If you've ever seen pictures of Ullŭng-do Island, you know it's deserving of some sort of park status. In fact, it was designated a natural monument in 1982. In time, if necessary in this diplomatic row, the provincial park can be upgraded to a national park. Indeed, there were plans to do this, and they should be revamped. This is a measured, reasonable, even response. If Tokyo protests, then Seoul responds with the same excuse given by Tokyo about Shimane: it's a local issue we can't do anything about.

The Korean government's decision to
let tourists visit the rocky islets (which have their own beauty irrespective of the political storm surrounding them) is also a step in the right direction, as were plans to set up cell phone service there. In other words, it's time to normalize the islands as a part of Korean territory. Heck, if tours can be run to the DMZ, why not Tokto?

The local provincial or county government may even consider allowing residents to register there and/or actually live there. Perhaps a handful of fishermen who legitimately might benefit from being there instead of Ullŭng-do.

These acts would strengthen Korea's already strong hand and underscore the weakness of Japan's situation: Korea is in a position to administer these islands while Japan is not. Possession, as the saying goes, is nine-tenths of the law.

More to the point, these acts are not shrill. Shrillness never changed anyone's mind. Hacking off a finger won't convince anyone of anything except that you are a nutjob who should be committed. Remember the US citizen who killed himself in protest of Bush's re-election? Probably not until I just now mentioned it. Heck, I can't even find a link.

And that leads me to my next point, again directed at the blogosphere. There are nearly 50,000,000 people in this country, and some of them, inevitably, are going to do things that make you go, "What the fuck...?!" These people are the norm no more than the guy who committed suicide over Bush is the norm in America. Yeah, there were millions of Americans upset by Bush's re-election (including me), but most of us weren't killing ourselves. And in the end, very, very few moved to Canada. Likewise, the other 49,999,997 or so Koreans have the same number of fingers they did a week ago.

To me, killing yourself trumps cutting off your finger, yet Korea is characterized in the blogosphere as full of nutjobs [2007 ed: as "finger-chopping whacky"], while the good 'ole U.S. of A. is portrayed as a mature, normal country. I'm not making an argument that the emotional response in Korea is okay because people get emotional elsewhere, just that if one were to look at Korea as a complex entity the same as one sees his or her home country, the view of Korea becomes very different.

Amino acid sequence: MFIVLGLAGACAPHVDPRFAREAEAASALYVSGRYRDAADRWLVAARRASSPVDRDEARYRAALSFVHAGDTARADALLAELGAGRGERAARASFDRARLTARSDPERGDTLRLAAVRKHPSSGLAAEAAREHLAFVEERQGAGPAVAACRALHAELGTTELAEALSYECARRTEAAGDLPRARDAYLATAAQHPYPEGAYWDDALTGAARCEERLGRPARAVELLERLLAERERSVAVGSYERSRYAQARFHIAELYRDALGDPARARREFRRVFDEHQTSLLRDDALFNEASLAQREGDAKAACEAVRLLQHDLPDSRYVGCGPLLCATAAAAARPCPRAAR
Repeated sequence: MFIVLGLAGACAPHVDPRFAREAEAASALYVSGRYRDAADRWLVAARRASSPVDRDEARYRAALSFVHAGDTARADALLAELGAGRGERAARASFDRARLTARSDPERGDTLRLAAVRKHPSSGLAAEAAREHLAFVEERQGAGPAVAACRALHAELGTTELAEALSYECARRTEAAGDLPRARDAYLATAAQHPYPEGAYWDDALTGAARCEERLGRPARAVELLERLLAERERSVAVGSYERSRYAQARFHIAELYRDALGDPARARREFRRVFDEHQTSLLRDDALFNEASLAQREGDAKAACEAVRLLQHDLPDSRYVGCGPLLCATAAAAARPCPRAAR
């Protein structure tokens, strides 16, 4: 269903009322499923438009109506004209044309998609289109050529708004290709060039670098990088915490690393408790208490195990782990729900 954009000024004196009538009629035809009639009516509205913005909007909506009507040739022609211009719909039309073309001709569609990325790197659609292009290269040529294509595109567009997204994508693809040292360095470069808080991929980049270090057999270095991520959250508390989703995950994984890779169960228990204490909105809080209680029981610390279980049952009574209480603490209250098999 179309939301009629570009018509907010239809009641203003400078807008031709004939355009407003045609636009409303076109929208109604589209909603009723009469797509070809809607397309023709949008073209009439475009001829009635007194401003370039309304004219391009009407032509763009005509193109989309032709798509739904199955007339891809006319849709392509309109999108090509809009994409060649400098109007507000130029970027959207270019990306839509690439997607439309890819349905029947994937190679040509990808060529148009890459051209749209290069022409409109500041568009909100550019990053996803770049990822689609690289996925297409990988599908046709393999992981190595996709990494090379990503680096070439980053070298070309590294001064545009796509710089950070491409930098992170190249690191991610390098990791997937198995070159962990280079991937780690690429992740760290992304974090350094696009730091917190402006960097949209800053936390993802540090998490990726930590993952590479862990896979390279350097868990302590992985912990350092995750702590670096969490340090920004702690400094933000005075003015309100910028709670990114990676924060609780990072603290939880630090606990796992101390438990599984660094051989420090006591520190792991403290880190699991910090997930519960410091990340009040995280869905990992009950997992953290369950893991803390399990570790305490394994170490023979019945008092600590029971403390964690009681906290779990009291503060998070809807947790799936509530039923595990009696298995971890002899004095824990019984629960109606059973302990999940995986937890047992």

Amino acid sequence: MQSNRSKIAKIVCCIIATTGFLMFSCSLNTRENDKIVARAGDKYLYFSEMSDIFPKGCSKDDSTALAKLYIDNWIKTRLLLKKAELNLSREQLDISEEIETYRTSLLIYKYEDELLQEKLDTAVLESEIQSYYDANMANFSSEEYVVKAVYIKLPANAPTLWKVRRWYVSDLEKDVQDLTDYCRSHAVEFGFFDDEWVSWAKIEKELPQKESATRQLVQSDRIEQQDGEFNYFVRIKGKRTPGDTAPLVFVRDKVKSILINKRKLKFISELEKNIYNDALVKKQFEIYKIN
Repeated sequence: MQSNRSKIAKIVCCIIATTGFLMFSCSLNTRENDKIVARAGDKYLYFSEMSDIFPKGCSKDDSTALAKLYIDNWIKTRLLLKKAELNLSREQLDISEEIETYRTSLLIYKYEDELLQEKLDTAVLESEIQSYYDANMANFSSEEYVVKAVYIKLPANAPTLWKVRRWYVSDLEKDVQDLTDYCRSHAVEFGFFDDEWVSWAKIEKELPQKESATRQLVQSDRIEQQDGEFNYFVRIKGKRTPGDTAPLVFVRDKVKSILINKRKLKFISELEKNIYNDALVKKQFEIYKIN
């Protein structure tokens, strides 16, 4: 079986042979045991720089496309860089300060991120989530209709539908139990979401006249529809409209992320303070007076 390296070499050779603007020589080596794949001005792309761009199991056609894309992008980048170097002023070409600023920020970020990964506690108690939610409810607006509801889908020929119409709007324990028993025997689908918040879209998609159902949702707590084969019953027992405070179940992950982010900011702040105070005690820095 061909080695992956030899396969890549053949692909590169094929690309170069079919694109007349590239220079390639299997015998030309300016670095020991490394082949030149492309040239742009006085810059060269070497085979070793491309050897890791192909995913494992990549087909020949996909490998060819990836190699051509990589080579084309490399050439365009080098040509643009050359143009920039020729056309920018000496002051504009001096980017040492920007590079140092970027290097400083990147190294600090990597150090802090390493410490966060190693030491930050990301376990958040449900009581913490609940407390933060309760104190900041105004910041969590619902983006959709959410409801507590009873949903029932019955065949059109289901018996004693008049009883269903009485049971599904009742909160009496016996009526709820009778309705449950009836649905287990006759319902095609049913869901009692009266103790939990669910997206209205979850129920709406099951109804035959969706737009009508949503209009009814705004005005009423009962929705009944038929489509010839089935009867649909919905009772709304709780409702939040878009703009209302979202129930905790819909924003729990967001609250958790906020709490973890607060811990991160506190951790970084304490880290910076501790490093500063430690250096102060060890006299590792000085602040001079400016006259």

And this brings me back to an earlier point: most of the emotional responders are acting as they do because of media manipulation. VANK tells them of sinister global plans to keep Korea down, and they believe it. The media tells them that Korea gave up fishing rights around Tokto because of the "IMF crisis," and they believe it. With no competing information, what else is there to believe?

In this regard, the Korean government is doing no one any favors by forcing Internet service providers to
block websites that might promote a "pro-Japanese" point of view about Tokto. The move is to prevent their mental health from being harmed. The government doesn't seem to worry about the long-term social health problems associated with keeping people half-informed and in the dark.

I wonder if the Japan Times will be blocked, too? The very Japan Times that
says in their article that the Tokto islets were under Korean sovereignty five years before Shimane claimed them:
The islets were placed under Korean sovereignty in 1900. Shimane incorporated the islands into the prefecture in 1905, after Japan seized them during the Russo-Japanese war.
Oh, it's all just a mess. But it's exactly what the nationalists in Korea want, and what the Japanese rightists were hoping for.
In addition to South Korean protesters, Japanese right-wing extremists circled the area in sound trucks blasting nationalist slogans and songs.
That's right: despite what blogosphere says about the average Japanese possibly knowing little or nothing of this issue, the right wingers are giddy with joy about this. They're orgasmically enthusiastic. They see this as a chance for Japan to assert itself and return to its glory days of empire, something the average Japanese probably sees as a scary thought.

So Ban Ki-moon is playing into the hands of the Japanese right wingers. Meanwhile, the nationalists in Korea are beside themselves with anger, and Roh Moohyun is looking like a great leader. [2007 ed: Roh Moohyun's popularity dipped into the low 20s around the time he did this, despite or even because of his irresponsible behavior and pandering to nationalism.]

Look for this to repeat itself every February and March until eternity is half over. God help us all.



  1. Takeshima Day did get concern over Japanese sanctions against north Korea off of the front pages of newspapers in Japan and south Korea.

  2. Kushibo, you seem to have a good handle on the issue.